Quote from dariah
Well, they're usually not in the best/safest neighborhoods, for starters. Again, with the exception of Bellevue, the city hospitals in Manhattan are in Central and East Harlem. And while I would work and feel safe at Montefiore in the Bronx (private hospital), not so much at Lincoln or Jacobi (public.) Also, they pay is less than private, I would guess about $10,000 less, but you get good city benefits. But overall, they just have a reputation of being dirty, run down, and dangerous.
Whoaa there partner.
Happen to live on the UES of Manhattan and about twenty blocks from Metropolitan Hospital, and while the surrounding area maybe "East/Spanish Harlem" but East 96th and 97th streets (blocks hospital is between) it isn't that bad. Indeed over the past ten or so years it has gentrified quite abit as more upscale housing is built all over that part of town from Fifth Avenue to the FDR Drive. All hours of the day and night one sees nurses, doctors and others walking towards and back from the place as they do for the more "wealthy" hospital, Mount Sinai, on Fifth Avenue and East 105th Street, and all seem not to be that worried about their safety or such.
New York City is what it is, those of us who were born/grew up here know the deal and the rest who come learn it pretty fast. You keep your eyes and ears open, and be "on guard" as to your surroundings and potential danger. People get mugged and or are victims of crime in any part of this city from Chelesa/Greenwich Village to Harlem.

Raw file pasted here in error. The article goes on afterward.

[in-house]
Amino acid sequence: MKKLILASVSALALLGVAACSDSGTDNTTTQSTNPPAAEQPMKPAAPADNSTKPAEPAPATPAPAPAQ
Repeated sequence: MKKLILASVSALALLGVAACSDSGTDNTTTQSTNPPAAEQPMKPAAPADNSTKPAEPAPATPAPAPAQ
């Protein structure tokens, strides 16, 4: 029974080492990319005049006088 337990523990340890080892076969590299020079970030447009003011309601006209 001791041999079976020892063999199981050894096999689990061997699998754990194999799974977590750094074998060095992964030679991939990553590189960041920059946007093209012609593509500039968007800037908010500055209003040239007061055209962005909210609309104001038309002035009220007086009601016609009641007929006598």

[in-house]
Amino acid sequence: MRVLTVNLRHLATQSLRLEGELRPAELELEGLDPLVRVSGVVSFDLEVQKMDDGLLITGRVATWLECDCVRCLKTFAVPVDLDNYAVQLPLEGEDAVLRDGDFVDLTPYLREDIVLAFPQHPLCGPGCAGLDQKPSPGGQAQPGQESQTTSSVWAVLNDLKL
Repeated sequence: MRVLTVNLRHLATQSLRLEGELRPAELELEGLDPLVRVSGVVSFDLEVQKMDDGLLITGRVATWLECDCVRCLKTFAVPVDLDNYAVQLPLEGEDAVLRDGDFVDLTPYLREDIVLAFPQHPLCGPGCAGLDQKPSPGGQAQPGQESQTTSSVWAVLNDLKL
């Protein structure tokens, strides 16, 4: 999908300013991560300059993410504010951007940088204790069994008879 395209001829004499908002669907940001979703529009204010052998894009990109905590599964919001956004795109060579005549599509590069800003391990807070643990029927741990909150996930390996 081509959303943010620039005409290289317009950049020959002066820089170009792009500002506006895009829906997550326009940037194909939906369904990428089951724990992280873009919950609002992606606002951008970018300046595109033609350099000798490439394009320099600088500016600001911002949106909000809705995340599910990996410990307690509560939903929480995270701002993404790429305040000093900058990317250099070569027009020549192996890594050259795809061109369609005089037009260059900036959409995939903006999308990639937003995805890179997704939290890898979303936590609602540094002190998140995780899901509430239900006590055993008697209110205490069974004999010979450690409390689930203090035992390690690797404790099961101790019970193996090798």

As for working in the NYC HHC system, yes it may not always have the most wonderful patient population for some people, but OTHO you will see and learn things at a municipal hospital that may never happen elsewhere. One may not choose to begin and end one's nursing/healthcare career in an HHC facility but it can be a great place to start. Considering the local employment market for experienced nurses and the more dire situation for new grads personally I'd take what one could get and make it happen, rather than picking and choosing based soley upon patient population and employer.
For the record some of the worst hospitals in terms of administration, location, area safety, population and such are private. I'd take my chances at Metropolitan, Bellevue, Kings County or even Woodhull any day over Wyckoff in Bushwick.